Buying a helmet is not as easy as it may sound—there are so many choices, makes, models, prices and factors all part of the decision process whether you’re new or experienced. Clearly it’s not the colour or edgy design that’ll determine your choice—the number one goal to achieve in a helmet is safety.
According to one not too long ago survey (2003) done in America by the National Highway Traffic Safety Administration (NHTSA), motorcycle riders faced a 32% greater likelihood of dying in a crash compared to those driving in a car. The simple practice of wearing a helmet dramatically reduced the number of road fatalities for cycle riders. The NHTSA estimates that between 1984 and 2004, nearly 11,000 motorcyclists would be alive today if they were wearing a helmet while riding.
How do you know if your helmet is safe? It receives a rating approval --Snell and DOT (Department of Transportation) are the rankings for North America, In Europe its ECE 22-04 or ECE 22-05; Great Britain: BS-6658 Grade A; Japan: JIS-T-8133-2000 all of these designed to let you know the safety "effectiveness" of a helmet.
The foundation is named after William “Pete” Snell, a popular amateur auto racer who perished from massive head injuries resulting from a sports car roll-over accident in 1956. His helmet failed to protect him.
As a memorial to Pete, a group of scientists, physicians, racing colleagues and friends teamed together in a dedicated effort to promote research, education, testing and development of standards geared to improve the effectiveness of automotive racing helmets.
The foundation was established in 1957 land the first standard was introduced in 1959 for crash helmets in general, with the first motorcycle specific standard being introduced in 1985. The Test facility is located in Sacramento CA. have a look at the testing standards performed!
The DOT (Department of Transport) performs a straight forward impact test. Using a simulated head placed inside a helmet, testers drop the helmet from a height of ten feet. The head cannot receive more than 400 G-force units on impact. A G-force unit measures the force of gravity exerted against an object in motion.
Manufacturers don't need to test their helmets in order to claim a DOT rating! A helmet manufacturer simply needs to feel that a helmet meets the DOT specifications to brand it as "DOT rated." The DOT might occasionally pull helmets to perform testing--majority of helmets sold as DOT certified do not undergo any level of testing.
BSI British Standards is the UK's national standards organization that produces standards and information products that promote and share best practice. It serves the interests of a wide range of industry sectors as well as governments, consumers, employees and society overall, to make sure that British, European and international standards are useful, relevant and authoritative.
OTHER TEST NOTES
All companies have their own test facilities, because Snell testing is expensive.
Snell only tests down to an area above the mid ear level.
Snell tests random helmets purchased in the market place.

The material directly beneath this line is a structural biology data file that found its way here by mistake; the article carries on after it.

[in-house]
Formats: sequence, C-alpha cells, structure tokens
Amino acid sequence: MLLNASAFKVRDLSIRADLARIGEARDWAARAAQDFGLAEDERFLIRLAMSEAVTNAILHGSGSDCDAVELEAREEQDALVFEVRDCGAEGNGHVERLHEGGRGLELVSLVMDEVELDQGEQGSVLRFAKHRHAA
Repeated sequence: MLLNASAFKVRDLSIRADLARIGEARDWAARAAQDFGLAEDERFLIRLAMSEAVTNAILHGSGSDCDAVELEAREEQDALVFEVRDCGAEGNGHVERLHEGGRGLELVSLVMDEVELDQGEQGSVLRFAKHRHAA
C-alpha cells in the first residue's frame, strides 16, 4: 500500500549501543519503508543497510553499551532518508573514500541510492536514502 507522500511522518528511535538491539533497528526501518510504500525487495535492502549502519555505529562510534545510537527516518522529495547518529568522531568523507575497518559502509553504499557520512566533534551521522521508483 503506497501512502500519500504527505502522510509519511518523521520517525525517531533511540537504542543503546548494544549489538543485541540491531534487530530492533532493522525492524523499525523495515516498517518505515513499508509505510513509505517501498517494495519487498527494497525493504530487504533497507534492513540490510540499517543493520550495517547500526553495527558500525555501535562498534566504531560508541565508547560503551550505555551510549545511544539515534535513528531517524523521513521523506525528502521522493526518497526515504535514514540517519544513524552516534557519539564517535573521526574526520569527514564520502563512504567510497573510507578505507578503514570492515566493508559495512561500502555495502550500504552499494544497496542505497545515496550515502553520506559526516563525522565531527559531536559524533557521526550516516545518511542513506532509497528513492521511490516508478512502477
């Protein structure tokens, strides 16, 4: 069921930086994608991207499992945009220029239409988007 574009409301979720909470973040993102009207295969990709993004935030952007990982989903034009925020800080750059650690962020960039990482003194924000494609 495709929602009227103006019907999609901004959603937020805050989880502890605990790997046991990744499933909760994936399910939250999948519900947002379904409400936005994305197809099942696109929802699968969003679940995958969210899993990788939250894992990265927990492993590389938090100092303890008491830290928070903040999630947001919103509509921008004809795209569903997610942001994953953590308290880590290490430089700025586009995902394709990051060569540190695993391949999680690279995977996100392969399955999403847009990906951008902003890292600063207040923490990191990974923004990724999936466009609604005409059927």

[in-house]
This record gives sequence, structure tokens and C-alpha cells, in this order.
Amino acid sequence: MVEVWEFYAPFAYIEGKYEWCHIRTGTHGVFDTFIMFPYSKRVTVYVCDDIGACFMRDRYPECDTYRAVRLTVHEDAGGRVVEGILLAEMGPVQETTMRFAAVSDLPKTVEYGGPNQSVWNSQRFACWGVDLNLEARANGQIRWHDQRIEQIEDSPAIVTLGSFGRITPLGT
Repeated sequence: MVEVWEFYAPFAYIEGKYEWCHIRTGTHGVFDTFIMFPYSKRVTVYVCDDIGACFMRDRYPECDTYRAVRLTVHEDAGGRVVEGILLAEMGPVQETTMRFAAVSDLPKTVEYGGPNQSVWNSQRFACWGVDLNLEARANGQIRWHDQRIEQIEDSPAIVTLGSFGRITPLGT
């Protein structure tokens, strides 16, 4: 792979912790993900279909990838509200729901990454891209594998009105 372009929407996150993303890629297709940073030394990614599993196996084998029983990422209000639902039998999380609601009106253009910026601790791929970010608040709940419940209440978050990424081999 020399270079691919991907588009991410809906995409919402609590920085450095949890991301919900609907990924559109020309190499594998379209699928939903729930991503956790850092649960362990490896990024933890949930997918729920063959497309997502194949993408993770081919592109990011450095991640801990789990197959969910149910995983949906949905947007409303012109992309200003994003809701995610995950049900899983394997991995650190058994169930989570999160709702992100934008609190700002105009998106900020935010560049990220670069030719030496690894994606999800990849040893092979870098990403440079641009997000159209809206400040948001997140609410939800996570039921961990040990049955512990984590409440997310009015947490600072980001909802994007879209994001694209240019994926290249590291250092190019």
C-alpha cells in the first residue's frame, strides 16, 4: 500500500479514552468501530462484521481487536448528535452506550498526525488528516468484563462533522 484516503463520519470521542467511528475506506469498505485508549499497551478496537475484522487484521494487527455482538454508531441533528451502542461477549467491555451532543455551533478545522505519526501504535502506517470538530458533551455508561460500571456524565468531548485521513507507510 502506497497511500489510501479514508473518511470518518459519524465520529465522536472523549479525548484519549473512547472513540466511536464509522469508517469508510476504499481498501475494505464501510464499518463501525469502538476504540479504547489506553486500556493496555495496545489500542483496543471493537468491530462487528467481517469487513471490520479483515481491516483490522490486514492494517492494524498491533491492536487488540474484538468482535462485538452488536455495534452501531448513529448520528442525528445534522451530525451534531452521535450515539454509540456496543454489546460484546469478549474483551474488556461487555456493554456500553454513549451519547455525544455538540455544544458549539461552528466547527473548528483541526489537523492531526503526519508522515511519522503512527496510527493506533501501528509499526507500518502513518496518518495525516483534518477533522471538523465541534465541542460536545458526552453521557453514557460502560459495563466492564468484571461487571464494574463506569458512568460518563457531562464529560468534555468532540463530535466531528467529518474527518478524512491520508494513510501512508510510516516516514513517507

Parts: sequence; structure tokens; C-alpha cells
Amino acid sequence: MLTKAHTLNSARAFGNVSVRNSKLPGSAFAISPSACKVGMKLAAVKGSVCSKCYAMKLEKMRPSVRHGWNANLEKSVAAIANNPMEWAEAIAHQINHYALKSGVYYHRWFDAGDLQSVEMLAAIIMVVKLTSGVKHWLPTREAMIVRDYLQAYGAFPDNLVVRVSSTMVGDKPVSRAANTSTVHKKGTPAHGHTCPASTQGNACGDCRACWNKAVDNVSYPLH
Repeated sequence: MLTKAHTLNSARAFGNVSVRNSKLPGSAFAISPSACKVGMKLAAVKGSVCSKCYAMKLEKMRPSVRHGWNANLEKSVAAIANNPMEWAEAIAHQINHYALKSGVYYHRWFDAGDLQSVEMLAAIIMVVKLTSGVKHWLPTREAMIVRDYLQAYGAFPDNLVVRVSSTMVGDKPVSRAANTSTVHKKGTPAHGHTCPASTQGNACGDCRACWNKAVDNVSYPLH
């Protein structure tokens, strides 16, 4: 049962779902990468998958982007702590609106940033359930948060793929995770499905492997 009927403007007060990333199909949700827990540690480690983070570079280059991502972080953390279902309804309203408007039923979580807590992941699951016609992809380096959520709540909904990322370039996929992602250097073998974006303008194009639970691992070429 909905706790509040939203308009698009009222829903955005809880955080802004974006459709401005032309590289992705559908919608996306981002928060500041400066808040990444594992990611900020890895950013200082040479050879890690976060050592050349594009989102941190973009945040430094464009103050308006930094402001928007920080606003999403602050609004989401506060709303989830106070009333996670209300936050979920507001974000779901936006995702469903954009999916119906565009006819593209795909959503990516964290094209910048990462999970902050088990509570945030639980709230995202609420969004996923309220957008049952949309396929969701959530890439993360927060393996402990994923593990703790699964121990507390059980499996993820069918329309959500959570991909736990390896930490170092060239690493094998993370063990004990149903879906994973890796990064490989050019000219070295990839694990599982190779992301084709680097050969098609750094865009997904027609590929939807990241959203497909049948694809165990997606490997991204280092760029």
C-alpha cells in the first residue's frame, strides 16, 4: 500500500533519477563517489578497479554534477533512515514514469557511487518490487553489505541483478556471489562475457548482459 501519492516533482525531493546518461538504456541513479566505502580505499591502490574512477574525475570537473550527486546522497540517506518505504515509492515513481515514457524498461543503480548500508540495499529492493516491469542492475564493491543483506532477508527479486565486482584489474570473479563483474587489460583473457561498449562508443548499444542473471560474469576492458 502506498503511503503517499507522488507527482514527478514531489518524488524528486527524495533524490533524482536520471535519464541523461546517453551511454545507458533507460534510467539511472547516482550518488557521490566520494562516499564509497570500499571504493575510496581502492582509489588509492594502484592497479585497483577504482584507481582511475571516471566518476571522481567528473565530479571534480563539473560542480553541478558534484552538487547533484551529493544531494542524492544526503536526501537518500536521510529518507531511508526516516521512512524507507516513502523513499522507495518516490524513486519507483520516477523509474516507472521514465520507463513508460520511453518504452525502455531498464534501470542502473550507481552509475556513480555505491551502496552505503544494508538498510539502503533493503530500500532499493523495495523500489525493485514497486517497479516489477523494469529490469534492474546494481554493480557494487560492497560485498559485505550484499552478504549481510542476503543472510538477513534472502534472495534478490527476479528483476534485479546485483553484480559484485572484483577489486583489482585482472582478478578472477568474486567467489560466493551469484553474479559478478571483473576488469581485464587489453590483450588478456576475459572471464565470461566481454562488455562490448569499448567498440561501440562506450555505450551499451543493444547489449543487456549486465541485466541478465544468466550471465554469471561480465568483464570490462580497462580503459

Snell currently has 15 standards from bicycles, to skiing, horseback riding, scooters, etc. The important ones are M2005 – Motorcycle – current M2010 – Motorcycle (written but not in force yet); CMR/CMS 2007 – Children’s Motorsports; L-98 – Mopeds & low powered vehicles; SA/K - Auto & Kart
DOT standards are self-administered – virtually no testing is done by the US Department of Transport.
ECE 22.05 standard is tightly regulated & therefore reliable. It’s test criteria is quite a bit different than Snell or DOT, but the approved helmets test very close to what a DOT approved helmet would test at. As with DOT, it is a “lighter hit” standard than Snell.
BSI 6658 Type A from Great Britain & JIS from Japan are other standards too. BSI is similar to Snell in stiffness.
DOT standard does not test the chin bar of helmets with them while the Snell (and ECE) standards do.
REAL WORLD FACTS ABOUT HELMET USE & PERFORMANCE
The most common hit zone is the forehead area along with the chin bar.
The most common object to hit is flat pavement.
Just like poorly inflated tires, too lose a fit is very common and a “big problem”.
Full face offers the highest level of protection with open face being second.
Especially in Moto-X, a failed chin bar is a common helmet failure point, but this is misleading. If the chin bar doesn’t yield when needed, the impact can create a basal skull fracture. The trick is that a chin bar failure must be engineered to yield outwards away from the face are purposely made to yield before causing a basal skull fracture, & to yield outwards, but not all helmets are engineered so accurately (ARAI passes this test!)
THINGS TO CONSIDER WHEN BUYING YOUR HELMET
Fit is very important. One size too big can reduce protection level by 30%.
Loose fit also increases noise level.
The street environment is far more dangerous than racing—get a good helmet!
How snug? Can you chew your gum? It should be very difficult!
Look for any tight spots that cause discomfort.
Fit your head, not your face.
A helmet's life is good for 3-5 years depending on usage.
Do not buy a helmet used/second hand as it will have already pre-shaped to the previous owners head--of no use to you in a mishap.
*source support from ARAI Helmets/FullBoreMarketing Canada
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